Idioms organiser


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Idioms organiser

  1. 1. IDIOMS ORGANISER Organised by metaphor, topic and key word by Jon Wright Edited by Jimmie Hill and Morgan Lewis Illustrated by Bill StottAustralia Canada Mexico Singapore Spain United Kingdom United States
  2. 2. Idioms Organiser Organised by metaphor, topic and key word Jon WrightPublisher/Global ELT: Christopher WengerExecutive Marketing Manager, Global ELT/ESL: Amy MabteyCover design: Anna MacleodCartoons: Bill ScottCopyright © 2002 by Heinle, a part of the Thomson Corporation.Heinle. Thomson and the Thomson logo are trademarks used herein under license.Copyright ©formerly held by Language Teaching Publications and R.A. Close 1992.Printed in Croatia by Zrinski d.d.- 5 6 7 8 9 10 06 05 04 03 02For more information contact Heinle, 25 Thomson Place, Boston, MA 02210 USA,or you can visit our Internet site at http://www.heinle.comAll rights reserved. No part of this work covered by the copyright hereon may be reproduced orused in any form or by any means — graphic, electronic, or mechanical, including photocopying,recording, taping, Web distribution or information storage and retrieval systems — without thewritten permission of the publisher.ISBN: 1 899396 06 3The AuthorJon Wright is co-founder and Director of Studies of The Language Project, Bristol, a small schoolWith a special focus on developing innovative learner-centred materials. He has many yearsexperience as a teacher, teacher trainer, materials writer and examiner. His other publications include Basic Grammar, with Dave Willis, for Cobuild, and Dictionaries, in the OUP ResourceBooks for Teachers Series.Authors Acknowledgement would like to thank my editors Jimmie Hill and Morgan Lewis, for their considerable guidance inshaping this book, as well as acknowledging the many ideas and examples, which they gave sogenerously. The staff and students of The Language Project in Bristol have helped me in manyways both in and outside the classroom. As always, a special thank you to Etsuko.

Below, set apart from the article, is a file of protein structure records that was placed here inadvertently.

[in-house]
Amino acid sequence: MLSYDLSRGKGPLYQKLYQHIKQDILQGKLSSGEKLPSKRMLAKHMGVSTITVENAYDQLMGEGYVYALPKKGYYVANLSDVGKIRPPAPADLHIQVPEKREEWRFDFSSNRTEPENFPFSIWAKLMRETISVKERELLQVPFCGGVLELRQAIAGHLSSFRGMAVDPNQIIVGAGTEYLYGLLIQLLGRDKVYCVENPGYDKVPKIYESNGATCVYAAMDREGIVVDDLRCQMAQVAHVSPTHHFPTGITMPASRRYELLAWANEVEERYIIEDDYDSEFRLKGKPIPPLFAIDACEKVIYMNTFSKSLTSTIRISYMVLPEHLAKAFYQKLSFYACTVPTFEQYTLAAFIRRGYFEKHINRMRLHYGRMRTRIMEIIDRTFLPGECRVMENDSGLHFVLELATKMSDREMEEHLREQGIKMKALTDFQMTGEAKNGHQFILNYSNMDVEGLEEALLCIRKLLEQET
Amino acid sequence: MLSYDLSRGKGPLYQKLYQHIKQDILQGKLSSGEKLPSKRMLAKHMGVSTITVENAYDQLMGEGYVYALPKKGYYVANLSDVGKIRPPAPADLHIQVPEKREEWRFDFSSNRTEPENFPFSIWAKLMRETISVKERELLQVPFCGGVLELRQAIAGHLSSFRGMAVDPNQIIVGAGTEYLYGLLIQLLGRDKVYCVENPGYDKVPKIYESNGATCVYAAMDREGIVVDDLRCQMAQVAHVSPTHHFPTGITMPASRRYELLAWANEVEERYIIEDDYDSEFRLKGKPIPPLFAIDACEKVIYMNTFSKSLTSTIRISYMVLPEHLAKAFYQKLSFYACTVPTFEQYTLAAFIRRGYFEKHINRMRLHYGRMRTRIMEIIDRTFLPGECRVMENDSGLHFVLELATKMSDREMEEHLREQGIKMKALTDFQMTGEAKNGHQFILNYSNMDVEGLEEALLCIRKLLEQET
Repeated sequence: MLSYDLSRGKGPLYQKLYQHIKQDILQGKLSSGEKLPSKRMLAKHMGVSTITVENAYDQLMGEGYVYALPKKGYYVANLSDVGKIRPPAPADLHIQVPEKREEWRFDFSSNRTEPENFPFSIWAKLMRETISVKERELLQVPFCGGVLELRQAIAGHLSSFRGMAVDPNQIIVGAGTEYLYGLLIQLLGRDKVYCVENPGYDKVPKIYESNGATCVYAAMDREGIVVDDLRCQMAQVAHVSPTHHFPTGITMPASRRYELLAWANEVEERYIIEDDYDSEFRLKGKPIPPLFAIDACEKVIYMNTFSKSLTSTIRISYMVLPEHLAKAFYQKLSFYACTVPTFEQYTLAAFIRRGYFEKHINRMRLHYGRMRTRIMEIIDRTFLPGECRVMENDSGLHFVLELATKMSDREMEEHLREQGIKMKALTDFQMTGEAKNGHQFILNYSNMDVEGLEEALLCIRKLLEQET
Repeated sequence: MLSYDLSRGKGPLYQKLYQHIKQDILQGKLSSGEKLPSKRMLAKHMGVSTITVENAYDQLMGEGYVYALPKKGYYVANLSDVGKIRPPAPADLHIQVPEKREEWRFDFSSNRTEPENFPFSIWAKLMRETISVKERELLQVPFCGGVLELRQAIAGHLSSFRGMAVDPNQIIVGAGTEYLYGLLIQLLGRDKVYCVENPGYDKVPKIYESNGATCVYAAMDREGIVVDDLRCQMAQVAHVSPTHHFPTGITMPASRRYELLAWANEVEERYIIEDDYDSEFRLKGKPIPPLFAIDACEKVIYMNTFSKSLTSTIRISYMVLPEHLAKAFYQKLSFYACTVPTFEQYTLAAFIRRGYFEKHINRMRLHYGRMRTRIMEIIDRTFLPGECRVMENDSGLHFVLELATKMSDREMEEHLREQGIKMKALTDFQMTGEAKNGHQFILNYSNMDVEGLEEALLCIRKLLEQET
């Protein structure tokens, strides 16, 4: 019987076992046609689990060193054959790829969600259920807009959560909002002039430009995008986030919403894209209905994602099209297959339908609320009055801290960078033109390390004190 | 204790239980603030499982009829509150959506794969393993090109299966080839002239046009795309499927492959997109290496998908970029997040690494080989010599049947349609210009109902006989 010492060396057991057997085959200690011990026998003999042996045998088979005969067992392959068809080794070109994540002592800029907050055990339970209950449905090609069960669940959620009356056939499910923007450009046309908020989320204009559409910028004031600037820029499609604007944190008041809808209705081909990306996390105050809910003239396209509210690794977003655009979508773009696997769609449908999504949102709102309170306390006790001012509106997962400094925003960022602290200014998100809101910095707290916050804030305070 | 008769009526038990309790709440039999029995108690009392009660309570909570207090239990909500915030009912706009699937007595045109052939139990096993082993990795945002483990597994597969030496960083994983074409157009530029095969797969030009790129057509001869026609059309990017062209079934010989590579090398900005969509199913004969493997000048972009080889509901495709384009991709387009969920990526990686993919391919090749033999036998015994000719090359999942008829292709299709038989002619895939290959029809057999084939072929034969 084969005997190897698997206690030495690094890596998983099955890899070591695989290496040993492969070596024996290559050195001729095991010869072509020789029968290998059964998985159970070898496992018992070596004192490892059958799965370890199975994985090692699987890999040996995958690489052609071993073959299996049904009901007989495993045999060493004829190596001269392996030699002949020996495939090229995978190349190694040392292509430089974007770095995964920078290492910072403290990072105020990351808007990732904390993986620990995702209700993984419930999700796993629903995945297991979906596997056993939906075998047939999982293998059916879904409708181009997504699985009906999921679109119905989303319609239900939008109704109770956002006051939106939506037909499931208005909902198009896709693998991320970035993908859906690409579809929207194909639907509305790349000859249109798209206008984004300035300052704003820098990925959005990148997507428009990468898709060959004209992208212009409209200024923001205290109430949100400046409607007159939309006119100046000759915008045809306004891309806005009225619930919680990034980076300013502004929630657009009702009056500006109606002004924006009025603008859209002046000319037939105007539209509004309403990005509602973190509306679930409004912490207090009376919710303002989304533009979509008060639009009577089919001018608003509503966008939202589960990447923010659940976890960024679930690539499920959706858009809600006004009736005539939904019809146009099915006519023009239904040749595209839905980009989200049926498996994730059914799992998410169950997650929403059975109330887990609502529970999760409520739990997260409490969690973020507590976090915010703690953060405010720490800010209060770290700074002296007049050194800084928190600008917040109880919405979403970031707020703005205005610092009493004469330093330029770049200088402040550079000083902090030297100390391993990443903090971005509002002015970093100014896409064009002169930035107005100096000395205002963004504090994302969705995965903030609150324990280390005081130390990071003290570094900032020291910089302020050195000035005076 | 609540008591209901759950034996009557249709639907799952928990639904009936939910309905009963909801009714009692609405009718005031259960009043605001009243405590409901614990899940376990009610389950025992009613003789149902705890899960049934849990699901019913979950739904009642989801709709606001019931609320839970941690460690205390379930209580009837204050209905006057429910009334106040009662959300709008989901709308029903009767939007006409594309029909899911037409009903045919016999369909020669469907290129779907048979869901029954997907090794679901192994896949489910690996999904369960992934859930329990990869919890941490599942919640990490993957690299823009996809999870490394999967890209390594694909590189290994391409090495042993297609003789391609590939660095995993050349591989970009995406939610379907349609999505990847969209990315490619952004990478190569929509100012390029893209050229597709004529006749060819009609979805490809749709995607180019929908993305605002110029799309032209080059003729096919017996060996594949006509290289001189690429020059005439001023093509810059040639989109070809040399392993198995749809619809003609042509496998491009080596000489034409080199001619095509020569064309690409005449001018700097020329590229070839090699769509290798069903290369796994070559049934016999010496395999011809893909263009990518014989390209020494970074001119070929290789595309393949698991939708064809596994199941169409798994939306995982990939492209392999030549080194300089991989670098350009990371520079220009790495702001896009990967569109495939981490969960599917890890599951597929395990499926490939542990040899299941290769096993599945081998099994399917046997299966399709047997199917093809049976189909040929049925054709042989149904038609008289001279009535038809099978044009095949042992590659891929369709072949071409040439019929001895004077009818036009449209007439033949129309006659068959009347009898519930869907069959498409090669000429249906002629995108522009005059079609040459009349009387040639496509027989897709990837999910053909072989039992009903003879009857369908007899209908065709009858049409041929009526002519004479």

3. 3. Idioms are importantDear StudentWords dont come singlyYou have probably spent a long time learning new words. Words, however, do not justcome individually, they also come in expressions - in groups. Idioms are among themost common of these expressions. There are thousands of them in English: I could eat a horse. Money doesnt grow on trees. Its not up to scratch. I got there in the nick of time.Language is literal and metaphoricalSometimes when we use language we use it in a very literal way: Ive been out fishing, but caught absolutely nothing!The same language can be used in a non-literal way - a metaphorical way: Yesterday I caught the bus. My car wouldnt start.Here are more examples of this metaphorical use of catch: He caught my attention. Wait while I catch my breath! Look at that tan! Youve caught the sun! I didnt quite catch what you said.The metaphorical uses of a word are often more common than the literal ones.Idioms have grammarSome idiomatic expressions are fixed and cannot change: Two heads are better than one.Very often you can change the tense and the pronoun: Im/Shes/We were all at sixes and sevens.How is Idioms Organiser organised?This book organises the most important idioms in English in four sections: 1. Areas of metaphor 2. Individual metaphors 3. Topics 4. Key WordsMake sure you study the Introductory Unit of this book before you begin the mainunits. Plan your study and work regularly through the units on your own or in class.Jon Wright
  4. 4. CONTENTSIntroductory Unit 7Section 1: Areas of Metaphor 1 Time is Money 12 2 Business is War 14 3 Seeing is Understanding 16 4 Life is a Journey 18 5 Life is Gambling 20 6 A Company is a Ship 22 7 Moods are Weather 24 8 The Office is a Battlefield 26 9 A Project is a Race 28 10 Economics is Flying 30 11 Organisations are Gardens 32 12 People are Liquid 34 13 Review Unit 36Section 2: Individual Metaphors 14 Animal Idioms 38 15 Bird Idioms 40 16 Body Idioms 42 17 Breaking Idioms 44 18 Building Idioms 46 19 Cat Idioms 48 20 Clothes Idioms 50 21 Colour Idioms: Black/White 52 22 Colour Idioms: Red/Blue 54 23 Driving Idioms 56 24 Eating Idioms 58 25 Eye Idioms 60 26 Face Idioms 62 27 Fingers and Thumbs Idioms 64 25 Fire Idioms 66 29 Fishing Idioms 68 30 Food Idioms 70 31 Foot Idioms 72 32 Hand Idioms 74 33 Head Idioms 76 14 Heart Idioms 78-